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the rate of movement this would have been perfectly possible.

[ F. T. ]

BREWER, Thomas, [App. p.564 "date of birth 1611,"] was educated at Christ's Hospital [App. p.564 "till 1626"], and brought up as a performer on the viol. He flourished in the time of Charles I, the Protectorate, and part of the reign of Charles II. He was the composer of several excellent fantasias for the viol; and many rounds and catches of his are printed in Hilton's 'Catch that Catch can.' He was the composer of the pretty three-part song 'Turn Amaryllis,' inserted by Playford in his 'Musical Companion.' In the Harleian MS., No. 6395, entitled 'Merry Passages and Jests,' compiled by Sir Nicholas Lestrange, is the following anecdote respecting him:—'Thomas Brewer, my musical servant, through his proneness to good fellowship, having attained to a very rich and rubicund nose, being reprov'd by a friend for his too frequent use of strong drinkes and sacke, as very pernicious to that distemper and inflammation in his nose—"Nay, faith," says he, "if it will not endure sacke, it is no nose for me."' The date of his death is not known. [App. p.564 "Elizabeth Rogers' Virginal Book (in the British Museum) contains two pieces by him."]

[ E. F. R. ]

BRIARD, Étienne, engraver of music, born at Bar-le-Duc towards the end of the 15th century, settled at Avignon in 1530. He replaced the square characters hitherto in use by round ones, and devised a simple means of expressing the duration of a note, instead of the complicated system of ligatures. Peignot, in his 'Diction, de la Bibliologie,' supp. p. 140, claims priority in these inventions for Granjon, also a printer; but Briard's characters are certainly better formed and easier to read. A facsimile of them may be seen in Schmidt's 'Ottaviano Petrucci.' The works of the composer Eleazar Genet, called 'Carpentras,' after his birthplace, were printed at Avignon in 1532 in Briard's characters. Jean Baptiste, a descendant of the celebrated printer, has distinguished himself as a violinist. He was born May 13, 1823, at Carpentras; gained the second prize at the Paris Conservatoire in 1843, and the first in 1844. His teachers were Clarel, Baillot, and Habeneck.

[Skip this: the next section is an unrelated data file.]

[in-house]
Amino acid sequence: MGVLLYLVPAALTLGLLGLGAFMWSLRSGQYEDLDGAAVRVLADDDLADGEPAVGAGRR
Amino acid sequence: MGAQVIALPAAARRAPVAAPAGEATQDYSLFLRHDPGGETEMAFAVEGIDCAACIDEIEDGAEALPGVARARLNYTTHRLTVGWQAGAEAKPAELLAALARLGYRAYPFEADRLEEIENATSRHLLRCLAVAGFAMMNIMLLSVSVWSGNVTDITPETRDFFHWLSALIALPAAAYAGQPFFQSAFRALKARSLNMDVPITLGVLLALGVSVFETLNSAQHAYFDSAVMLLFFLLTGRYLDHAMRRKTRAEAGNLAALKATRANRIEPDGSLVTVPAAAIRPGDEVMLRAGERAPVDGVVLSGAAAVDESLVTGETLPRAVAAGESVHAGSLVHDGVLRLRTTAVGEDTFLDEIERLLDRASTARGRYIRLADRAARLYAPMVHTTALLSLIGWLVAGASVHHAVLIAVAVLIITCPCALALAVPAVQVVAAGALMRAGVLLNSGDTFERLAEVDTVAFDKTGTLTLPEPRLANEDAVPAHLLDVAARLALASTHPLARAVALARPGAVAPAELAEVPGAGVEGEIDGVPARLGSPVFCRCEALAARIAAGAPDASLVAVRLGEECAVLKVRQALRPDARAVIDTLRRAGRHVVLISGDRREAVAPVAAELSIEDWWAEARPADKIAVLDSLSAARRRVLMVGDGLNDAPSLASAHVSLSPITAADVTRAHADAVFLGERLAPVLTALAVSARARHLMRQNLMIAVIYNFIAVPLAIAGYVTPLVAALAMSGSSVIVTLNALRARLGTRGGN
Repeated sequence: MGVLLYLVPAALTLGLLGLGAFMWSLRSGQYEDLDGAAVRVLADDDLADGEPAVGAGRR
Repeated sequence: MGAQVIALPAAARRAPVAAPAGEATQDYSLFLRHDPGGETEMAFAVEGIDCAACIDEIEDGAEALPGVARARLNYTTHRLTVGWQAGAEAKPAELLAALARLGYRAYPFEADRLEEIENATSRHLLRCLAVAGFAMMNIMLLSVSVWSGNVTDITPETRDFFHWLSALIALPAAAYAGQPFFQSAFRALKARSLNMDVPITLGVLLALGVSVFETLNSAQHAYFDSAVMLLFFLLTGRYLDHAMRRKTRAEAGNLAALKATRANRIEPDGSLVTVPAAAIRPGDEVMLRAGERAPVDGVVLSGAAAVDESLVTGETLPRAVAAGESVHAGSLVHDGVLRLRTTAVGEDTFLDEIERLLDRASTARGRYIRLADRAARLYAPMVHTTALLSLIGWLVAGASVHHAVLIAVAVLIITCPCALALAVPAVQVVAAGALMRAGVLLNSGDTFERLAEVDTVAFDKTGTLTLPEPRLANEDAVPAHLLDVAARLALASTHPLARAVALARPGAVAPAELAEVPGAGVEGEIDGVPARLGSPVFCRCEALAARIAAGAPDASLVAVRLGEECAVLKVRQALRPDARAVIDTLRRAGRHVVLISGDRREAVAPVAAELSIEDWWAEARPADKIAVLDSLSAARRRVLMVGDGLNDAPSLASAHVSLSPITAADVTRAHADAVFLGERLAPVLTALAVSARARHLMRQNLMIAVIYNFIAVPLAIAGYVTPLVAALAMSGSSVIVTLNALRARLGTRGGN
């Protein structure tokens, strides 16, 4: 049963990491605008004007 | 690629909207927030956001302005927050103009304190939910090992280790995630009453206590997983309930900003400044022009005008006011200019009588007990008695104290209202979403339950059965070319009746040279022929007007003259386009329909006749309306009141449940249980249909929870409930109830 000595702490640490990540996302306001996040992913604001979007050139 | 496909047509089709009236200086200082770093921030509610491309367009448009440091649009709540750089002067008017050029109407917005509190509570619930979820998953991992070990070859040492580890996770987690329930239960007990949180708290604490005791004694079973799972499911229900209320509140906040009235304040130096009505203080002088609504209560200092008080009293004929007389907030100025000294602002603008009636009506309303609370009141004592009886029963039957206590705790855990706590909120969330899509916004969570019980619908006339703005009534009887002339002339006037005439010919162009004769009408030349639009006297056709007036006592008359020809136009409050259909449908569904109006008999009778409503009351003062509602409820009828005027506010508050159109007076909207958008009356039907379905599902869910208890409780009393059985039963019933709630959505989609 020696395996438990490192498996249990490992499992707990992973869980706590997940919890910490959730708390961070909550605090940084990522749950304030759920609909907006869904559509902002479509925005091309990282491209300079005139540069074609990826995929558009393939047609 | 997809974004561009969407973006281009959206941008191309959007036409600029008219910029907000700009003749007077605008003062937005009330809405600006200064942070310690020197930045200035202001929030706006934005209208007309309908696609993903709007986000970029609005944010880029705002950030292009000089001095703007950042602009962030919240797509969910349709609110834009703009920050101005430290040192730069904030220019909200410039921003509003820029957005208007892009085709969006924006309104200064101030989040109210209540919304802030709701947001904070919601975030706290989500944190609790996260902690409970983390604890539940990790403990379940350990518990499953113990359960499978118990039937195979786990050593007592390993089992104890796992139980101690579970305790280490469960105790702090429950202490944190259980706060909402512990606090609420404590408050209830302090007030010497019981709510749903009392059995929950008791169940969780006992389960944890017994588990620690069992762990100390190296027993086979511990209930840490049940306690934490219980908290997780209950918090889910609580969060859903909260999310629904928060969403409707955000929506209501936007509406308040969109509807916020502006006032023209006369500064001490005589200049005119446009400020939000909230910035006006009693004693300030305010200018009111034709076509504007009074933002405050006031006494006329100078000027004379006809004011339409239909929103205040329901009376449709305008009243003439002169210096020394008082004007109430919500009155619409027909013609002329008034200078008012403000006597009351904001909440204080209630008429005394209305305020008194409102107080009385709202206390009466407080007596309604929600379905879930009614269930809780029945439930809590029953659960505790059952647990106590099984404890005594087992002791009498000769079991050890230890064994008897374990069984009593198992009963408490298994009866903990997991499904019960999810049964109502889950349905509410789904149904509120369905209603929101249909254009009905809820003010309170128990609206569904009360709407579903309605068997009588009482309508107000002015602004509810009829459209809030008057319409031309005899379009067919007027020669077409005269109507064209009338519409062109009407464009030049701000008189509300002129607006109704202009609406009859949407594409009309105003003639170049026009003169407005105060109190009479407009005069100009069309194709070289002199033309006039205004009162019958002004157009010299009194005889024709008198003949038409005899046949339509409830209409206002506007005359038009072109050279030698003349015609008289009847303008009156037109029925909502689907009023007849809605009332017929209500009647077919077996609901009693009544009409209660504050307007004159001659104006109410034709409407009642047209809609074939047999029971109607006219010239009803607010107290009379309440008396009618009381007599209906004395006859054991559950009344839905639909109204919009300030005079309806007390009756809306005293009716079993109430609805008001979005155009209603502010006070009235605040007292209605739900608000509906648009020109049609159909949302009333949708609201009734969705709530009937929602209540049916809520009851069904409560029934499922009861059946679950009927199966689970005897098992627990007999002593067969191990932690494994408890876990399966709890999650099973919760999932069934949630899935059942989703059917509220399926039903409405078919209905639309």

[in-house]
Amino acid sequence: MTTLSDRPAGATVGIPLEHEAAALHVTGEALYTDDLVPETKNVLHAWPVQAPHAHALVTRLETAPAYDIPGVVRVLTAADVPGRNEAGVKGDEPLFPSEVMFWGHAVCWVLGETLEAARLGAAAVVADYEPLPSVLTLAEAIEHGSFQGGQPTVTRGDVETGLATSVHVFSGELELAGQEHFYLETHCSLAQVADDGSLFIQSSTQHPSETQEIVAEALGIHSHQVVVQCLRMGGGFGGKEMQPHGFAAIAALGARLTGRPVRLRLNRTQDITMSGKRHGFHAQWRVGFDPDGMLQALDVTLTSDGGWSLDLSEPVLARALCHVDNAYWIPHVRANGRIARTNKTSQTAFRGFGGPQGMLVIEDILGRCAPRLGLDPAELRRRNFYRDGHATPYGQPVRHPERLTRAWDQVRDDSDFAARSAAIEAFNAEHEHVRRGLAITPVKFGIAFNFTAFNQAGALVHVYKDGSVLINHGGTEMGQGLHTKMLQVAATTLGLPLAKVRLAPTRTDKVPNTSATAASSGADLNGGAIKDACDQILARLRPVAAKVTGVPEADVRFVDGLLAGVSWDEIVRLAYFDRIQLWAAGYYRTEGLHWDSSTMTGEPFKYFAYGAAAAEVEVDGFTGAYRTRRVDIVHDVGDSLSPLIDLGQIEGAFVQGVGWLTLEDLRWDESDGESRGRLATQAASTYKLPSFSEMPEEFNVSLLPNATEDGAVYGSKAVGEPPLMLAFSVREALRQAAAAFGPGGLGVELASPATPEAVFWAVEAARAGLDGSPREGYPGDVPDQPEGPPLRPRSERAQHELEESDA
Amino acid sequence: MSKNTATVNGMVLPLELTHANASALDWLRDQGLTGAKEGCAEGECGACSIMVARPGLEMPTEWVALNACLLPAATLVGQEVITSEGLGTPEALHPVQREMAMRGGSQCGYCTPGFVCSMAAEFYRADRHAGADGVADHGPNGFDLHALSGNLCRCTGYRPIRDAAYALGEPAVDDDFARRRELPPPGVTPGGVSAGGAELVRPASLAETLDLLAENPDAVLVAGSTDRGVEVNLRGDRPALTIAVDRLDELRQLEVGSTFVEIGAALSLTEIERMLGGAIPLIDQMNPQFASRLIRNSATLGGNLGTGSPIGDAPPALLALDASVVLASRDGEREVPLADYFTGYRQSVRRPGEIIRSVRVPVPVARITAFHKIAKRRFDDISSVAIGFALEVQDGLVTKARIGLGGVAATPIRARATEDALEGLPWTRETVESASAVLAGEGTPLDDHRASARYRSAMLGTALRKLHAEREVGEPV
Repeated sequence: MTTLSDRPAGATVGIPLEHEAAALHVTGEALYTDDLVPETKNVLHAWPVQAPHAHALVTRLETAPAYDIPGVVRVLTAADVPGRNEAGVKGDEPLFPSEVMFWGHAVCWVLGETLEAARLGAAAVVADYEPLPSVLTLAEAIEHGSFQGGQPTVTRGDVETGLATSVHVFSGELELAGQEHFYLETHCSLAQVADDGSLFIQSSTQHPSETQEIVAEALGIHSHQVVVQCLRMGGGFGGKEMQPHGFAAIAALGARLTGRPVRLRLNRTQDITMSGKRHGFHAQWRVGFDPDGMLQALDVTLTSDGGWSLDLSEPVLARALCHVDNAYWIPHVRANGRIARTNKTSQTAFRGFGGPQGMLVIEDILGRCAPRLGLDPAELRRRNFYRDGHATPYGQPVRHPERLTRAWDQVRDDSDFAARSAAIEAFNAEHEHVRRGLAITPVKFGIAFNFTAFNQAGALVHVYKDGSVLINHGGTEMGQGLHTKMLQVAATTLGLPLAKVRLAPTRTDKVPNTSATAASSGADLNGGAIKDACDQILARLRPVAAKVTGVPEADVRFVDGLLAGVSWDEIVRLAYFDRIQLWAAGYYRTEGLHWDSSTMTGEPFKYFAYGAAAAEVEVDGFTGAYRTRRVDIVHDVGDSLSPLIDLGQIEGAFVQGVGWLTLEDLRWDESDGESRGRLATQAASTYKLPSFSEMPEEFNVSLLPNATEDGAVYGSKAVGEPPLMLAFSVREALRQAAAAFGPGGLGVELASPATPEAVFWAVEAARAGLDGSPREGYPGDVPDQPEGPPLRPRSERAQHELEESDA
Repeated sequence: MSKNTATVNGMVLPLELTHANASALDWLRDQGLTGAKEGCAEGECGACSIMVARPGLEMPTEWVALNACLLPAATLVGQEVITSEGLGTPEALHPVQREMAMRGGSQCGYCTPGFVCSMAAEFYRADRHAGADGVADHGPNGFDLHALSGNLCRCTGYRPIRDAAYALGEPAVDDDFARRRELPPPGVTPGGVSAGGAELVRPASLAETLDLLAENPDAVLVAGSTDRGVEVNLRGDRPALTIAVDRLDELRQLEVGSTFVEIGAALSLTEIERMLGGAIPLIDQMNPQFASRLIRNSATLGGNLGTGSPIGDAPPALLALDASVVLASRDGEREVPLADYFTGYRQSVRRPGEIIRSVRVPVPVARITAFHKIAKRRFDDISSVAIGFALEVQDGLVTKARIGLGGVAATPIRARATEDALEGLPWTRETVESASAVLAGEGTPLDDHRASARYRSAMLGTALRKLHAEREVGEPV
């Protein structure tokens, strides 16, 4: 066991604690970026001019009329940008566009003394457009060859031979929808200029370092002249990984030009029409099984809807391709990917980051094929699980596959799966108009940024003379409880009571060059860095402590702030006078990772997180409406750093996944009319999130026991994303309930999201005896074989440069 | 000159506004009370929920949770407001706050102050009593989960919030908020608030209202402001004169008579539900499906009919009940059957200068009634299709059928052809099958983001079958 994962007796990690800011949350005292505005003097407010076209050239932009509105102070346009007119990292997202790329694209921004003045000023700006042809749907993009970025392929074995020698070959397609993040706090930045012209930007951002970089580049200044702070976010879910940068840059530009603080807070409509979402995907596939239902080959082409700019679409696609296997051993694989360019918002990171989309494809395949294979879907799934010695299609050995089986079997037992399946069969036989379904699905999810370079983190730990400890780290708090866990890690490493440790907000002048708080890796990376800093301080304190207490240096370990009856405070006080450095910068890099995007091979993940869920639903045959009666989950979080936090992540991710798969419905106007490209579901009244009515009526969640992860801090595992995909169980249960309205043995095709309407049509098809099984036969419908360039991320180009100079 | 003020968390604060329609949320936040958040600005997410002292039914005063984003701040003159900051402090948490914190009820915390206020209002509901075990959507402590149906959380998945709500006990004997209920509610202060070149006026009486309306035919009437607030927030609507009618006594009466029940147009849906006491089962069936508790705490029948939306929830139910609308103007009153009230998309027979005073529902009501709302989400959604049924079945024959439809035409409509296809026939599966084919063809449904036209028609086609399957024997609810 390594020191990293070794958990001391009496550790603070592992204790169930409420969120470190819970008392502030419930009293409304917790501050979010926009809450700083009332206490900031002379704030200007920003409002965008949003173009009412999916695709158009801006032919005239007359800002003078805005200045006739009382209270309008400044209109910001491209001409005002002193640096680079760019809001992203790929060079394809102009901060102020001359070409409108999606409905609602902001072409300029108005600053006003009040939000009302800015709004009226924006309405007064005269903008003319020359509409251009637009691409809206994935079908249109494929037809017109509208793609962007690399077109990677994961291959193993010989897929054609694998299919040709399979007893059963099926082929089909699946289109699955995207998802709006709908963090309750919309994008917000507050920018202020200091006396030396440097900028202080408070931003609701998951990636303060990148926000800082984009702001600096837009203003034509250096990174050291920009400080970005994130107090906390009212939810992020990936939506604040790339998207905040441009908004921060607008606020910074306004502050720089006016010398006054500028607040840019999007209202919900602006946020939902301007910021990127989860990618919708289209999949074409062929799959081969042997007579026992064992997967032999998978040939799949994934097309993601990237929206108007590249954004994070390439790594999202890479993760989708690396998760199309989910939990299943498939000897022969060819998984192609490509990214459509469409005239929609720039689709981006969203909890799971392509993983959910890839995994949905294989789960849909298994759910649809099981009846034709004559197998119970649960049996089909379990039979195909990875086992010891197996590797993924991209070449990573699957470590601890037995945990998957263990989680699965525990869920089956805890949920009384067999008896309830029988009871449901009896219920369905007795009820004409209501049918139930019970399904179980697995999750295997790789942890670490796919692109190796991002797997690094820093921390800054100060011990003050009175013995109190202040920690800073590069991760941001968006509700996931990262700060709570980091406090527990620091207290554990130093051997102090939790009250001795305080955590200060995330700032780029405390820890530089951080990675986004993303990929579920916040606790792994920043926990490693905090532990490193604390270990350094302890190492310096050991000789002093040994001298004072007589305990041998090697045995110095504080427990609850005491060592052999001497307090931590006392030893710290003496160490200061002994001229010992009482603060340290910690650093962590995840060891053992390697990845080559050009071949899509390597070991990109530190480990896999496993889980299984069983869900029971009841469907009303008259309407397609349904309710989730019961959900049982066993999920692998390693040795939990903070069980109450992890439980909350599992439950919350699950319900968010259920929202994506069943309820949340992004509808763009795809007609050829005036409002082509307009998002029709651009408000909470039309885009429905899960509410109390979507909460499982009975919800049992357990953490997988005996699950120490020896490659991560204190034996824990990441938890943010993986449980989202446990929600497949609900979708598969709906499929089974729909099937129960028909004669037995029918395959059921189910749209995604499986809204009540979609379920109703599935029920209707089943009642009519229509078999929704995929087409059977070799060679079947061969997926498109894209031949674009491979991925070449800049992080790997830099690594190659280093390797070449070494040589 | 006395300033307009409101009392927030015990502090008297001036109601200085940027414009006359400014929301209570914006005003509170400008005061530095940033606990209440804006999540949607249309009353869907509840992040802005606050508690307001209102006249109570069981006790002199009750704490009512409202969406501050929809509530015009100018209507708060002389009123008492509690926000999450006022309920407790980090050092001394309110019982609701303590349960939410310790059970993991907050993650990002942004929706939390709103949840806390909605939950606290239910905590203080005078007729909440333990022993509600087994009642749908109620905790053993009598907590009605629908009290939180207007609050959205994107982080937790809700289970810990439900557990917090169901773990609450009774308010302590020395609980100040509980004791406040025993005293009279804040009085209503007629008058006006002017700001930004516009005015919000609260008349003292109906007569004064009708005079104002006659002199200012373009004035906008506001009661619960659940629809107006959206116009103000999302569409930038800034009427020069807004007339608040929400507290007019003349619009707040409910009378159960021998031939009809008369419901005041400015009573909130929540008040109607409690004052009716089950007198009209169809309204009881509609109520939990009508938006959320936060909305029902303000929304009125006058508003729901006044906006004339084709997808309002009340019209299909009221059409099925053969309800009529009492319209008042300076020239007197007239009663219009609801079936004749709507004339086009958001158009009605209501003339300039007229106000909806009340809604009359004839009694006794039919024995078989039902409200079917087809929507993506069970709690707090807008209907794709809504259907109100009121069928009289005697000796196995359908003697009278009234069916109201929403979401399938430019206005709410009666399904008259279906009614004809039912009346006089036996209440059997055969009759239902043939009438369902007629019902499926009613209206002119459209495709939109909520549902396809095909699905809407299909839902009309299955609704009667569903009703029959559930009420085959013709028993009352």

[ F. G. ]

BRIDE OF DUNKERRON, THE, a dramatic cantata; the verse by Enoch; music by Henry Smart. Written for, and produced at, the Birmingham Festival Sept. 6, 1864.

[ G. ]

BRIDE OF SONG, THE, operetta in one act; words by Henry Farnie; music by Jules Benedict. Produced at Covent Garden Dec. 3, 1864.

[ G. ]

BRIDES OF VENICE, a grand opera in 2 acts; music by Jules Benedict. Produced at Drury Lane, Monday, April 22, 1844.

[ G. ]

BRIDGE. The strings on the instruments of the violin tribe are stretched over a small piece of wood called the bridge, which transmits their vibrations to the body of the instrument. The shape and details of the bridge, as finally fixed upon by Stradivari, cannot be altered in any single respect without injury to the tone of the instrument.

Page 287 (A Dictionary of Music and Musicians-Volume 1).png

If a plain piece of wood is substituted for the bridge, the instrument has absolutely no tone; by cutting out the feet the tone is made to appear to a certain extent, and it increases in proportion as the bridge assumes its normal shape. It is generally made of spotted maple. Its height, width, and thickness depend on the qualities of the individual instrument which it is to serve. As a rule its height must not be more than two-thirds the height of the Soundpost. The thickness is of the greatest importance, for if too thick, it will not readily transmit the vibrations of the strings. The left foot must stand exactly over the middle of the bass-bar, and both feet must be at an equal distance from the f-holes.

[ P. D. ]

BRIDGETOWER, George Augustus Polgreen, a mulatto, son of an African father and an European mother, appears to have been born at Bisla [[App. p.565 "Biala"] in Poland 1779 or 1780, and to have made his first appearance in [App. p.565 "on the 19th of"] February 1790 at Drury Lane, where he played a violin solo between the parts of the 'Messiah.' This probably attracted the notice of the Prince of Wales, since on the 2nd June following he and Clement, a lad of about the same age, gave a concert under the patronage of H. R. H. In the same year he also played at the 'Professional Concerts.' Bridgetower became a pupil of Giornovichi and of Attwood, and was attached to the Prince's establishment at Brighton as a first violin-player. His name is found among the performers at the Haydn-Salomon Concerts of 1791, and at concerts of Barthelemon's in 92 and 94, where he played a concerto of Viotti's. At the Handel Commemoration of 1791, Bridgetower and Hummel sat on each side of Joah Bates at the organ, clad in scarlet coats, and pulled out the stops for him. He [App. p.565 "His father"] was known in London by the sobriquet of 'the Abyssinian Prince.' In 1802 he obtained permission to visit his mother at Dresden, where she was living with another son, a cello player. In Dresden he gave concerts on July 24, 1802, and March 18, 1803; and from thence went to Vienna, where his reputation preceded him, and where he played the sonata Op. 47—known as the 'Kreutzer Sonata'—with Beethoven, on the 17th or 24th May. After this he is heard of no more [App. p.565 "returned to England, and in June 1811 took the degree of Mus. Bac. at Cambridge, his exercise, an anthem, being performed at Great St. Mary's, on June 30. (Dict. of Nat. Biog.)"], but is believed to have died in England between 1840 and 1850, leaving a daughter who still lives in Italy.

Bridgetower has left a memorandum of the performance of the Sonata which, if it can be